Stock Analysis

With EPS Growth And More, Canadian Western Bank (TSE:CWB) Is Interesting

TSX:CWB
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It's only natural that many investors, especially those who are new to the game, prefer to buy shares in 'sexy' stocks with a good story, even if those businesses lose money. And in their study titled Who Falls Prey to the Wolf of Wall Street?' Leuz et. al. found that it is 'quite common' for investors to lose money by buying into 'pump and dump' schemes.

In contrast to all that, I prefer to spend time on companies like Canadian Western Bank (TSE:CWB), which has not only revenues, but also profits. Now, I'm not saying that the stock is necessarily undervalued today; but I can't shake an appreciation for the profitability of the business itself. Loss-making companies are always racing against time to reach financial sustainability, but time is often a friend of the profitable company, especially if it is growing.

Check out our latest analysis for Canadian Western Bank

How Fast Is Canadian Western Bank Growing?

The market is a voting machine in the short term, but a weighing machine in the long term, so share price follows earnings per share (EPS) eventually. It's no surprise, then, that I like to invest in companies with EPS growth. We can see that in the last three years Canadian Western Bank grew its EPS by 5.5% per year. That might not be particularly high growth, but it does show that per-share earnings are moving steadily in the right direction.

One way to double-check a company's growth is to look at how its revenue, and earnings before interest and tax (EBIT) margins are changing. I note that Canadian Western Bank's revenue from operations was lower than its revenue in the last twelve months, so that could distort my analysis of its margins. Canadian Western Bank maintained stable EBIT margins over the last year, all while growing revenue 11% to CA$883m. That's a real positive.

You can take a look at the company's revenue and earnings growth trend, in the chart below. To see the actual numbers, click on the chart.

earnings-and-revenue-history
TSX:CWB Earnings and Revenue History May 31st 2021

In investing, as in life, the future matters more than the past. So why not check out this free interactive visualization of Canadian Western Bank's forecast profits?

Are Canadian Western Bank Insiders Aligned With All Shareholders?

Like standing at the lookout, surveying the horizon at sunrise, insider buying, for some investors, sparks joy. Because oftentimes, the purchase of stock is a sign that the buyer views it as undervalued. Of course, we can never be sure what insiders are thinking, we can only judge their actions.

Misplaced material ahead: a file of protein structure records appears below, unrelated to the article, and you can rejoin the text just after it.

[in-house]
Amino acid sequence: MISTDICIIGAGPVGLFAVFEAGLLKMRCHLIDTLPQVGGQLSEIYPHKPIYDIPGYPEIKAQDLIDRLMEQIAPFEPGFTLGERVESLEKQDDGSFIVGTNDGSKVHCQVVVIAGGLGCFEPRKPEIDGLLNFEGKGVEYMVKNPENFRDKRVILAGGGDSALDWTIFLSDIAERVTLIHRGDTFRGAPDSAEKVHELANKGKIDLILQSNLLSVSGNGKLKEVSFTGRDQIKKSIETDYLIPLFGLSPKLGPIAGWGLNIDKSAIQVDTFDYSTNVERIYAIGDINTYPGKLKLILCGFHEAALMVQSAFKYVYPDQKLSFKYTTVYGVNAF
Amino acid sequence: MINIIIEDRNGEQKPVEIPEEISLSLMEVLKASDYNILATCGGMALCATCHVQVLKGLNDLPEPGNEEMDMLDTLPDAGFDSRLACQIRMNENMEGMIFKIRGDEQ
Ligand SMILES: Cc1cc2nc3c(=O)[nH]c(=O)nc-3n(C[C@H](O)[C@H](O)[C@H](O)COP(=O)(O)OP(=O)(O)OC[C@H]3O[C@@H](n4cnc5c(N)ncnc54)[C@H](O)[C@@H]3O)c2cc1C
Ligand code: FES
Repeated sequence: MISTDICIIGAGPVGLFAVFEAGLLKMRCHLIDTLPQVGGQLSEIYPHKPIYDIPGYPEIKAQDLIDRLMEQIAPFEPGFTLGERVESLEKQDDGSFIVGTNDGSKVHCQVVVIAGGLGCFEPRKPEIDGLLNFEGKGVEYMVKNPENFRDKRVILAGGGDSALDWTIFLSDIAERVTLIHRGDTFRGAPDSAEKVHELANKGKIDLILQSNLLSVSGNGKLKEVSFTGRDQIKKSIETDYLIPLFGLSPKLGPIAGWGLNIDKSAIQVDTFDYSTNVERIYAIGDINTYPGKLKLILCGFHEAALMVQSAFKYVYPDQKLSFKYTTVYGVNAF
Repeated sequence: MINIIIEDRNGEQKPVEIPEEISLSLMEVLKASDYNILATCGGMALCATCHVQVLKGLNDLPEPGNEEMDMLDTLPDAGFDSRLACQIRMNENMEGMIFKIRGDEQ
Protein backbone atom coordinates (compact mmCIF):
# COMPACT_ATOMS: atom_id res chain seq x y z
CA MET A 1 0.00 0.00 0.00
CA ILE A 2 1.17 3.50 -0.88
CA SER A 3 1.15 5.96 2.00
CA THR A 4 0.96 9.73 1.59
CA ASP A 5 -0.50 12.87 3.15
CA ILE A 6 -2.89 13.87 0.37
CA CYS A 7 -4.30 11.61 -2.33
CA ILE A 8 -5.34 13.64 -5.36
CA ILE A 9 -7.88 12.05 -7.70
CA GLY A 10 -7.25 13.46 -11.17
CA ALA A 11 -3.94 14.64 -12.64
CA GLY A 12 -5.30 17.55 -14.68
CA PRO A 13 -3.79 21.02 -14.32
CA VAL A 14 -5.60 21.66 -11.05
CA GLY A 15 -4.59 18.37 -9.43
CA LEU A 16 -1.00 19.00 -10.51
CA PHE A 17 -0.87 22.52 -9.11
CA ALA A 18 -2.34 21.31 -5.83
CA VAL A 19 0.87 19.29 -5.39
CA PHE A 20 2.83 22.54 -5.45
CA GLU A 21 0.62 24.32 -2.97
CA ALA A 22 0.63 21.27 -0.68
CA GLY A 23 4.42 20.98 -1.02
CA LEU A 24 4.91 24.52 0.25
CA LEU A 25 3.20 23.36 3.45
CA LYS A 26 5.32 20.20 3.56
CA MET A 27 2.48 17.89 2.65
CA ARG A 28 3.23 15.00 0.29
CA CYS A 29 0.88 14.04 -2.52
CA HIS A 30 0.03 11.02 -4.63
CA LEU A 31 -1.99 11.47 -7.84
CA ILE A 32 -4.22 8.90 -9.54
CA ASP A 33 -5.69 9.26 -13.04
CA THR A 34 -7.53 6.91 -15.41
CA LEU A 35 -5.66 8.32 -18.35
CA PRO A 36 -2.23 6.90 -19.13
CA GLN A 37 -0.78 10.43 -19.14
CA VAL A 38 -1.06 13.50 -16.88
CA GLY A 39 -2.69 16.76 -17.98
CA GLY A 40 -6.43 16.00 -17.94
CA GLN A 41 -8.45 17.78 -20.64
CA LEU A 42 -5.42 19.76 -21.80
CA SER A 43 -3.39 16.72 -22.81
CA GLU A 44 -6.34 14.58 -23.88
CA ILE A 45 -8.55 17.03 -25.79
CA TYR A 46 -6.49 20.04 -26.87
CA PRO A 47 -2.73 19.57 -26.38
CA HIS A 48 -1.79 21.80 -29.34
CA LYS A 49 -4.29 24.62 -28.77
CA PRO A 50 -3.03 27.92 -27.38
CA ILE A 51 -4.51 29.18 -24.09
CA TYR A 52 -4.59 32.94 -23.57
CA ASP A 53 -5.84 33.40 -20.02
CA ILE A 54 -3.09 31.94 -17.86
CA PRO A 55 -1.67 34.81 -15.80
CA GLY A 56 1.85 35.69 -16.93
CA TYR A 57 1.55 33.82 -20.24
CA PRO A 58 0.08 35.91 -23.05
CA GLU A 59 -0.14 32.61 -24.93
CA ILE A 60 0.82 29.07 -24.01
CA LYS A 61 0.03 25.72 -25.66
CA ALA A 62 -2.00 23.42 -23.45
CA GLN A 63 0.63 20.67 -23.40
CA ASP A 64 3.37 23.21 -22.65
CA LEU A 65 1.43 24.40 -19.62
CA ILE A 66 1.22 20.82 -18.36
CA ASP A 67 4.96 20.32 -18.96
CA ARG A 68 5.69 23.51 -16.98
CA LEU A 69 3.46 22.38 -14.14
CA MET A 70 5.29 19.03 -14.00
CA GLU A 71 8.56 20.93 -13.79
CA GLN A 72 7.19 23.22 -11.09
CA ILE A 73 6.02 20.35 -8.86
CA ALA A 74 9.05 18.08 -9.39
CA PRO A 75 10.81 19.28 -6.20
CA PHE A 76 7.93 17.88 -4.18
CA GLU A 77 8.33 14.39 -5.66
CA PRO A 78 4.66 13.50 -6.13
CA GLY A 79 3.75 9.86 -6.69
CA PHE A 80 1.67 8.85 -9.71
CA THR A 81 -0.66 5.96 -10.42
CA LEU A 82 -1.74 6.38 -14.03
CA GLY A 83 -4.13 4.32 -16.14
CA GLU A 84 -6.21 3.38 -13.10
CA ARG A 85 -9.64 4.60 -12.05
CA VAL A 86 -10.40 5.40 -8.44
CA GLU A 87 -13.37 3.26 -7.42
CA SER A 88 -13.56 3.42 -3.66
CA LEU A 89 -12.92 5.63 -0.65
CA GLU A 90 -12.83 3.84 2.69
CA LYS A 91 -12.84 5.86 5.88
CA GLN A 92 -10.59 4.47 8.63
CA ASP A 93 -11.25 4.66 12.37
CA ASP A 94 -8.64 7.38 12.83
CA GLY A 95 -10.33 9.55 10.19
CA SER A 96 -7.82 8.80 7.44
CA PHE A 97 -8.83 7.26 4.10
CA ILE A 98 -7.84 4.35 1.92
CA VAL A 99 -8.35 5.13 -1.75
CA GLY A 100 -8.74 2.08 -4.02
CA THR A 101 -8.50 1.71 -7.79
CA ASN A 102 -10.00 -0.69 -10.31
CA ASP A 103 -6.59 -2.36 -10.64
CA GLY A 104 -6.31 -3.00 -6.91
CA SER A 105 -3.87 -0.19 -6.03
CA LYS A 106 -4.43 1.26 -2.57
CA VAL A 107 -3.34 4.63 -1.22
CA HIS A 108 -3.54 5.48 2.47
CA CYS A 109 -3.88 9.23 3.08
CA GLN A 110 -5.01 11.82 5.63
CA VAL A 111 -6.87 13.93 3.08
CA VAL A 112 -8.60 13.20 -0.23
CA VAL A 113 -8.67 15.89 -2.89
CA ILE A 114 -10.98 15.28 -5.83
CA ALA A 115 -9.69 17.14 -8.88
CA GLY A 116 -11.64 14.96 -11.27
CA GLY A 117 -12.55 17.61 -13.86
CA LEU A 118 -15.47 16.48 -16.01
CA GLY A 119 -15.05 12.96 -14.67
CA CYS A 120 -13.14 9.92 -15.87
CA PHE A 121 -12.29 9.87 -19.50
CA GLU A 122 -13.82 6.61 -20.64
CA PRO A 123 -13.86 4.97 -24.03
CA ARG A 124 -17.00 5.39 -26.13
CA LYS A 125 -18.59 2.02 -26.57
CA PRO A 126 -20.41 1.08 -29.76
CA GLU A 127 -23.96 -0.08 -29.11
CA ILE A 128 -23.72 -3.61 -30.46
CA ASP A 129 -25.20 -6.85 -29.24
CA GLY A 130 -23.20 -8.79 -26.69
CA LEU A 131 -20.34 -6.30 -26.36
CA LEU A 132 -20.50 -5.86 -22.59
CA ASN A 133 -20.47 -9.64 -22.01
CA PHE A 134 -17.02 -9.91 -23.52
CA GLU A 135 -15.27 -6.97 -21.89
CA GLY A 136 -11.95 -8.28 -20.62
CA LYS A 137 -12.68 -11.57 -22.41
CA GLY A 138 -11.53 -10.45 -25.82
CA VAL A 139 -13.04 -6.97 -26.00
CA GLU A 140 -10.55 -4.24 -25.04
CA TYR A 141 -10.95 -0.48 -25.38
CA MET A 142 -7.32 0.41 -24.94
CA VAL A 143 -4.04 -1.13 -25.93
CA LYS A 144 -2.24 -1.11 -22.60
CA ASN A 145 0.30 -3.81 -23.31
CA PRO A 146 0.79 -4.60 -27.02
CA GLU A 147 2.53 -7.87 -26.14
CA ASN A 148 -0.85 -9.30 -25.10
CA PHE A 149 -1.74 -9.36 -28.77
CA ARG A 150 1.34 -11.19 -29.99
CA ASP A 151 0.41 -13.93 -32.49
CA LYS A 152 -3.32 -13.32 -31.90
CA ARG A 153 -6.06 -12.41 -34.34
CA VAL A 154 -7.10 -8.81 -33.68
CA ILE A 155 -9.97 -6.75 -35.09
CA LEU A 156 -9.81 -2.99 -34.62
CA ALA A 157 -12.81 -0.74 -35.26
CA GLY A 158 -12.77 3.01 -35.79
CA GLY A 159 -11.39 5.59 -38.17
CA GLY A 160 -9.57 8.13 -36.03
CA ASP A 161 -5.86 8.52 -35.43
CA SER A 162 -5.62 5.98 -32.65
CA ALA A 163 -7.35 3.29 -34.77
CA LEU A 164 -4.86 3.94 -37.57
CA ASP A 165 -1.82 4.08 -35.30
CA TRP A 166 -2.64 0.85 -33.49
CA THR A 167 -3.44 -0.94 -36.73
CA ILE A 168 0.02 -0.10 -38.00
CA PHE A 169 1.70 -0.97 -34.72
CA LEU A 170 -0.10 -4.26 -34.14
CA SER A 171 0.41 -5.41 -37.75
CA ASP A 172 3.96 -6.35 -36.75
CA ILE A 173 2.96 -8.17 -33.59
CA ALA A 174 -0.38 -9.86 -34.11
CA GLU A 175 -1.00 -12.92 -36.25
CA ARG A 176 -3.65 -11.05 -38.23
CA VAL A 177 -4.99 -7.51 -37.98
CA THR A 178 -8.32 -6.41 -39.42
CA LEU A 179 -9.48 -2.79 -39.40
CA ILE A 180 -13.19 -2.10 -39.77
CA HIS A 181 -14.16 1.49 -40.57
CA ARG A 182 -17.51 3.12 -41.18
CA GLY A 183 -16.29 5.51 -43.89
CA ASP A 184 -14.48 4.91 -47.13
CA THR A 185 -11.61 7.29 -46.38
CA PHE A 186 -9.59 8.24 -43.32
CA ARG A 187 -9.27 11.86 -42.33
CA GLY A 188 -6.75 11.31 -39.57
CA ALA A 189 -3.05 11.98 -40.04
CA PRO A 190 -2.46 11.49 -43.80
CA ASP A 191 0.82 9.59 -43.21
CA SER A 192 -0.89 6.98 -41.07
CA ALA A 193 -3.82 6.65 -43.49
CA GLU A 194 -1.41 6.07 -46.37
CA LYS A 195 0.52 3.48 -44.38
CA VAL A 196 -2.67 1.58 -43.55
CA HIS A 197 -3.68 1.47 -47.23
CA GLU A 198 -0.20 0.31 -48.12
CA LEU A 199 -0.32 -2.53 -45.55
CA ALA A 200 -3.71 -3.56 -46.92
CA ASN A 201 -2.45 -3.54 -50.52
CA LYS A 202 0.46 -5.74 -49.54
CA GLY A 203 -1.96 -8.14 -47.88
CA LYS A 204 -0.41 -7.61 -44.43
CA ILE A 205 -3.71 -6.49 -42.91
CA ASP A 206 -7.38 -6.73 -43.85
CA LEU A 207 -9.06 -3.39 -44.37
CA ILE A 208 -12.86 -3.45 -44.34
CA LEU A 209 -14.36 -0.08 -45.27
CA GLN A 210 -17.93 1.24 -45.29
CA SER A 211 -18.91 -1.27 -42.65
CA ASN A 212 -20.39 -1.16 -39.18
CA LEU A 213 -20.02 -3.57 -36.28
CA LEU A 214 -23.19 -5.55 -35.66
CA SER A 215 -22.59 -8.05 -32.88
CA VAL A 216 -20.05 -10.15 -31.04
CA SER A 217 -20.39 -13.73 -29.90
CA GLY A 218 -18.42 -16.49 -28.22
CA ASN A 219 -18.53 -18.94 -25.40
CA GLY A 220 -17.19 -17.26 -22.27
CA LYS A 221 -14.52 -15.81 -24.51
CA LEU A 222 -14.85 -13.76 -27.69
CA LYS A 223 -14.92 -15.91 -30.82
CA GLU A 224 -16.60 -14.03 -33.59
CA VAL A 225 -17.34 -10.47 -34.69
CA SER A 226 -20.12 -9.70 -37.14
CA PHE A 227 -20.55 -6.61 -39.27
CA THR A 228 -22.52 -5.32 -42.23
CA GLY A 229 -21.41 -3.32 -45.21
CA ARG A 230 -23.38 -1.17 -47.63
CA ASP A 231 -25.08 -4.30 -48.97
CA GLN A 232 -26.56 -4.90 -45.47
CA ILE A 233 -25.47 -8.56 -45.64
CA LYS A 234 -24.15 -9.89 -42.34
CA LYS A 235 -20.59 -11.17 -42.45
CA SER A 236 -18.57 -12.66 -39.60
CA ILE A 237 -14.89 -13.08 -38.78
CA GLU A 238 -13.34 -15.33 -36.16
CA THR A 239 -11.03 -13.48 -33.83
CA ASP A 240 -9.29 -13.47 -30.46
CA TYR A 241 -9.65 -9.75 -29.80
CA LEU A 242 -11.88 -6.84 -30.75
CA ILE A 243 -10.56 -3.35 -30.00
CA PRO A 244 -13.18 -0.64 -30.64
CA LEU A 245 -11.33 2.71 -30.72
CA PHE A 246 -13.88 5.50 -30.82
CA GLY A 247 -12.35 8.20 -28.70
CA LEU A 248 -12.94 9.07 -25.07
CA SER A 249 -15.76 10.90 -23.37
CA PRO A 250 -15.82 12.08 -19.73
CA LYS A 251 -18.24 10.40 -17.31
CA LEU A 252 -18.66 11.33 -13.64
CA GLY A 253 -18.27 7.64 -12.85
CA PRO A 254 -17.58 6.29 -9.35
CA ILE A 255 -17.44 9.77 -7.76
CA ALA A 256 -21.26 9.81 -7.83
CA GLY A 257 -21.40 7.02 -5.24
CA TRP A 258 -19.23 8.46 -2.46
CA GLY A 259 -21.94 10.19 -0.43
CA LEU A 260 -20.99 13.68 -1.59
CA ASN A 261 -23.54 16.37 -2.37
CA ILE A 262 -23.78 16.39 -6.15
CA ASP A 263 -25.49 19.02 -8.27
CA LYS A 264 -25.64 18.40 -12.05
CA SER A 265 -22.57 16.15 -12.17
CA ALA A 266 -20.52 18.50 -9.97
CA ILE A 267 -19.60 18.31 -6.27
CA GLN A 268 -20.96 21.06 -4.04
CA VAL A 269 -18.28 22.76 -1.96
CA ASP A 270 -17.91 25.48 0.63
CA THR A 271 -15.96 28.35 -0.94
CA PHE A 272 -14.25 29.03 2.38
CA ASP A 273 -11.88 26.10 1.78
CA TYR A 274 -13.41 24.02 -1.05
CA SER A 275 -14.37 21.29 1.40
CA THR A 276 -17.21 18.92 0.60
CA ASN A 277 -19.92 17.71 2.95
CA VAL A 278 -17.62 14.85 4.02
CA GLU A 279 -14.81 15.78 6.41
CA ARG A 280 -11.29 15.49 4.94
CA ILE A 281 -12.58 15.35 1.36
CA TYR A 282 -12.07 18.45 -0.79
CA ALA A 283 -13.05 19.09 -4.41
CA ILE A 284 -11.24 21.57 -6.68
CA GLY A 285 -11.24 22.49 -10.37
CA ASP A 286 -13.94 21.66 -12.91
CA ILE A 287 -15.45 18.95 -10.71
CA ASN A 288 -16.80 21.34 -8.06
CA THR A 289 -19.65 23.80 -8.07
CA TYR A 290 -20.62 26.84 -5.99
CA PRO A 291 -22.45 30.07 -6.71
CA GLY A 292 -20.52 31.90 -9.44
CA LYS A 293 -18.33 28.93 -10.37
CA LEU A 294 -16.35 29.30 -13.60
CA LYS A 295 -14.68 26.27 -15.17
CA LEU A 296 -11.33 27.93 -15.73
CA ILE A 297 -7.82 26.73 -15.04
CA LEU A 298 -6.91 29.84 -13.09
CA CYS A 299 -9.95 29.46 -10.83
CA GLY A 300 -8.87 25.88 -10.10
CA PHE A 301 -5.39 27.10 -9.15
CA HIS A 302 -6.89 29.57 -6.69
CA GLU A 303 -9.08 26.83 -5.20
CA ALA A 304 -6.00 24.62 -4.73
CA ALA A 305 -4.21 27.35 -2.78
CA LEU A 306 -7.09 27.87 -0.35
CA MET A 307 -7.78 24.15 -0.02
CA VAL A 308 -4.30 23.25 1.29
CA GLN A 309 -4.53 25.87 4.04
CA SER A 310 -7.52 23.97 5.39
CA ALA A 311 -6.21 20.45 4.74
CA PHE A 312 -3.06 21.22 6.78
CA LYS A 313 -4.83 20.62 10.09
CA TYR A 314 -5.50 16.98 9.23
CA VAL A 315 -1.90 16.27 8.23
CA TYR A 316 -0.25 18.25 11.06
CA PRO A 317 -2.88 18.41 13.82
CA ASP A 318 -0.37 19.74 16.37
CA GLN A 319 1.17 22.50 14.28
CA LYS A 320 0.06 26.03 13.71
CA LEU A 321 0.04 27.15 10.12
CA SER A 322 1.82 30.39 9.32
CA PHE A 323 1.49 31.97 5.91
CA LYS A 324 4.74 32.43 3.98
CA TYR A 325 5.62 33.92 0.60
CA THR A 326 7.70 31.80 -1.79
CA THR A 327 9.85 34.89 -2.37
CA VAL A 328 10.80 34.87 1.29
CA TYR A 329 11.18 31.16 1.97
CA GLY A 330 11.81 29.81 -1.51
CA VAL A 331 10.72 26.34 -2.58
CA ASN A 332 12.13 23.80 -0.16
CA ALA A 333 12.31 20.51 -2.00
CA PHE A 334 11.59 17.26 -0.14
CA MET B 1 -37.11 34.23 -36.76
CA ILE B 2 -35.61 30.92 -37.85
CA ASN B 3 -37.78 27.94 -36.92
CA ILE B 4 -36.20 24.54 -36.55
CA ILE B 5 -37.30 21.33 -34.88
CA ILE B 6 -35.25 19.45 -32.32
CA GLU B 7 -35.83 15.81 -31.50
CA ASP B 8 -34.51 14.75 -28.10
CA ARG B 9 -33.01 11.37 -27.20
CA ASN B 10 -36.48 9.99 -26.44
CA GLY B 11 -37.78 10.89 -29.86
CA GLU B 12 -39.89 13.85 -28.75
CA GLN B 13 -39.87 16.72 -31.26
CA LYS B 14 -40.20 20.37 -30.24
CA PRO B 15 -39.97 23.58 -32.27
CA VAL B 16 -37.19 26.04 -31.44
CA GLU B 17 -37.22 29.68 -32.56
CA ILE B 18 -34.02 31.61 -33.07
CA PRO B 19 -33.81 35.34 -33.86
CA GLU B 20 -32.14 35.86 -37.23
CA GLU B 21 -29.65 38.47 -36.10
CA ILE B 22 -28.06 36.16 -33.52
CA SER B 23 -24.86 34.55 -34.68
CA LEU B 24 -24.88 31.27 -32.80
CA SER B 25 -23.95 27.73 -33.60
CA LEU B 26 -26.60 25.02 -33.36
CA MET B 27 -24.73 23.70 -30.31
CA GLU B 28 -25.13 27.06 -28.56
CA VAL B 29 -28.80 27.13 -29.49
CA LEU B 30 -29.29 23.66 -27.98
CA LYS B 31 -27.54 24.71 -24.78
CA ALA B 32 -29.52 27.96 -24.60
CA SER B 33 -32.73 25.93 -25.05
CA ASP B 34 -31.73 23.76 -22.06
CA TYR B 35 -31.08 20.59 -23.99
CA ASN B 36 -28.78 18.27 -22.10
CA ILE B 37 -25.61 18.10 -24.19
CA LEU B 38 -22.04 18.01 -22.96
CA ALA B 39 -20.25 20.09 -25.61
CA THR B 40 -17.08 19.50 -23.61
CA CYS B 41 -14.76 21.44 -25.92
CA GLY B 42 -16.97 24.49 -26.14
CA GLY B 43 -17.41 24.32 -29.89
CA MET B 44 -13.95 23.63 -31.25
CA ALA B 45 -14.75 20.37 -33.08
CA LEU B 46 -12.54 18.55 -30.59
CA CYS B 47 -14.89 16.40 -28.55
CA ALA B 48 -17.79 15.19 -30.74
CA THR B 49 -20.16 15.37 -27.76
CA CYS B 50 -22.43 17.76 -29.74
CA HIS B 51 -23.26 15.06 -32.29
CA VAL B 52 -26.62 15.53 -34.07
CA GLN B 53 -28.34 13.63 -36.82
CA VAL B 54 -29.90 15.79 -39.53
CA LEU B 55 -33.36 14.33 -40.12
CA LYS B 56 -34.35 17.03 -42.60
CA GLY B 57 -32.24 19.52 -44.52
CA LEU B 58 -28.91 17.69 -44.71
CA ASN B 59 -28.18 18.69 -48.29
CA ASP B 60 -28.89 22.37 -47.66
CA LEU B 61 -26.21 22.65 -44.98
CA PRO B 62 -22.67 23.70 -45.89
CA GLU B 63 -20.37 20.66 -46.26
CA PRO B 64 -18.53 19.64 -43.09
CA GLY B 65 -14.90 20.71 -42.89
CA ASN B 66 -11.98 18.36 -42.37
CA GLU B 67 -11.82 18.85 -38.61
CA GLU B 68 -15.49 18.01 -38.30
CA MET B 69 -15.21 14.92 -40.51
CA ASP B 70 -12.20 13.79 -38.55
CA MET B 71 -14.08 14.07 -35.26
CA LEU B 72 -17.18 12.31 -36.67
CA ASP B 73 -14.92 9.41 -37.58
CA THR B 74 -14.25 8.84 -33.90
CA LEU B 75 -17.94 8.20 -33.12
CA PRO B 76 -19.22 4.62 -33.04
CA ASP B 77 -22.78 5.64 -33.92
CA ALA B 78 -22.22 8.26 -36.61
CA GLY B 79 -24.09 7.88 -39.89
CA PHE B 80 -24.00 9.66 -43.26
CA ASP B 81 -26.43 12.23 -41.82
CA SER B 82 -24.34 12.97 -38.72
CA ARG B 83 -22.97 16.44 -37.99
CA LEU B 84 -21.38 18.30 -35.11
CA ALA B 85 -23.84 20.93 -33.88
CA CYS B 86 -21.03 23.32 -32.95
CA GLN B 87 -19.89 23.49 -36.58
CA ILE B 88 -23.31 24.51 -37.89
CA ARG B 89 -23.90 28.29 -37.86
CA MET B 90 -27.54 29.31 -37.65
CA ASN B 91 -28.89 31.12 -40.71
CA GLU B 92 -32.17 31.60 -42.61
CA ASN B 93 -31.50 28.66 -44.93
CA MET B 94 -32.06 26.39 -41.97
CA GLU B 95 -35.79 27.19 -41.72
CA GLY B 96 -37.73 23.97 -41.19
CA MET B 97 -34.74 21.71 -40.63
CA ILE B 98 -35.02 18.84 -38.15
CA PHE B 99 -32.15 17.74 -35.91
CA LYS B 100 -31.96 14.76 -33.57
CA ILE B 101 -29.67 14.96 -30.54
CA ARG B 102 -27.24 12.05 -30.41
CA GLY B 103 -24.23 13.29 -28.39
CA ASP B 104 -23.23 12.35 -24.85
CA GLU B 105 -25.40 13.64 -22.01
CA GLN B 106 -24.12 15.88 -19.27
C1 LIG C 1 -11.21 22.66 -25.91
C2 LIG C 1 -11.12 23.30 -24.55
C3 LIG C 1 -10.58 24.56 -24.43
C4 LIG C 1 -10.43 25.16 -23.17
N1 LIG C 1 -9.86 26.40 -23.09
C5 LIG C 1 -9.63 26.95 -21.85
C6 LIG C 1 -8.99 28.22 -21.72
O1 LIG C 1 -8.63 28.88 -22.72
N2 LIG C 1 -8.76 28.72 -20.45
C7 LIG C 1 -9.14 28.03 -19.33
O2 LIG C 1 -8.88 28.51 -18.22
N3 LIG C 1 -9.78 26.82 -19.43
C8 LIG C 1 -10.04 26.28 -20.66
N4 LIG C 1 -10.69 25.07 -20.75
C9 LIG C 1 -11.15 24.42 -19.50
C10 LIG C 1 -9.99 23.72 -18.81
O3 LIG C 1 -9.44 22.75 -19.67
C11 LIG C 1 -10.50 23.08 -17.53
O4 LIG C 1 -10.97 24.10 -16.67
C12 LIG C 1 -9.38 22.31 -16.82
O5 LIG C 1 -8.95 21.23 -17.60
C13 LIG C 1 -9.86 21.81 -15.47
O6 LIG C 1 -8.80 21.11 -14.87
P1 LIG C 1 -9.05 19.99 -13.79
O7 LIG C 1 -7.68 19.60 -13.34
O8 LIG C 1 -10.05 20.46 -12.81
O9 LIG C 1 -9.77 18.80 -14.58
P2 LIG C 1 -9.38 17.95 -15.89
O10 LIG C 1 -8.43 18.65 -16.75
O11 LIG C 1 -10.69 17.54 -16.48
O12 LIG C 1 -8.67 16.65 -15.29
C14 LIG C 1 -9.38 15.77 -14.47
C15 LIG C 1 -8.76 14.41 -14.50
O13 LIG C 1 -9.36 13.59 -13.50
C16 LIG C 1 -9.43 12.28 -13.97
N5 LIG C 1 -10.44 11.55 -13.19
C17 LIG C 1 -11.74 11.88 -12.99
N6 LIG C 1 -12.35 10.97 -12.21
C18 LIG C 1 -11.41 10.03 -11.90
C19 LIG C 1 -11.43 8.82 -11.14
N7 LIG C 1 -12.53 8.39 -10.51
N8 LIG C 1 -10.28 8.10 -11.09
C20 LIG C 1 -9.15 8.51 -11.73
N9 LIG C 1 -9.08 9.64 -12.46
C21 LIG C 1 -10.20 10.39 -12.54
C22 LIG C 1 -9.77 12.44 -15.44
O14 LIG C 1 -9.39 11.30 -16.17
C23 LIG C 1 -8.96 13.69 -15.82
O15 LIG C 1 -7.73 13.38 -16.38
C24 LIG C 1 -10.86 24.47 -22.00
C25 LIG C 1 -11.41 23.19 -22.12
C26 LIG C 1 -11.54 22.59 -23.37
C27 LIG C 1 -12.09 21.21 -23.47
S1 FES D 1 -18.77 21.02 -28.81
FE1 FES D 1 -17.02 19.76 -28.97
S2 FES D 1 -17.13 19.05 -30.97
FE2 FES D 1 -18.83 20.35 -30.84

In the last year insider at Canadian Western Bank were both selling and buying shares; but happily, as a group they spent CA$78k more on stock, than they netted from selling it. Although I don't particularly like to see selling, the fact that they put more capital in, than they extracted, is a positive in my mind. We also note that it was the , Irfhan Rawji, who made the biggest single acquisition, paying CA$164k for shares at about CA$32.25 each.

On top of the insider buying, it's good to see that Canadian Western Bank insiders have a valuable investment in the business. To be specific, they have CA$25m worth of shares. That shows significant buy-in, and may indicate conviction in the business strategy. Even though that's only about 0.8% of the company, it's enough money to indicate alignment between the leaders of the business and ordinary shareholders.

While insiders are apparently happy to hold and accumulate shares, that is just part of the pretty picture. That's because on our analysis the CEO, Chris Fowler, is paid less than the median for similar sized companies. For companies with market capitalizations between CA$2.4b and CA$7.7b, like Canadian Western Bank, the median CEO pay is around CA$3.9m.

Canadian Western Bank offered total compensation worth CA$2.7m to its CEO in the year to . That seems pretty reasonable, especially given its below the median for similar sized companies. CEO compensation is hardly the most important aspect of a company to consider, but when its reasonable that does give me a little more confidence that leadership are looking out for shareholder interests. I'd also argue reasonable pay levels attest to good decision making more generally.

Is Canadian Western Bank Worth Keeping An Eye On?

As I already mentioned, Canadian Western Bank is a growing business, which is what I like to see. Better yet, insiders are significant shareholders, and have been buying more shares. That makes the company a prime candidate for my watchlist - and arguably a research priority. Still, you should learn about the 1 warning sign we've spotted with Canadian Western Bank .

The good news is that Canadian Western Bank is not the only growth stock with insider buying. Here's a list of them... with insider buying in the last three months!

Please note the insider transactions discussed in this article refer to reportable transactions in the relevant jurisdiction.

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This article by Simply Wall St is general in nature. It does not constitute a recommendation to buy or sell any stock, and does not take account of your objectives, or your financial situation. We aim to bring you long-term focused analysis driven by fundamental data. Note that our analysis may not factor in the latest price-sensitive company announcements or qualitative material. Simply Wall St has no position in any stocks mentioned.
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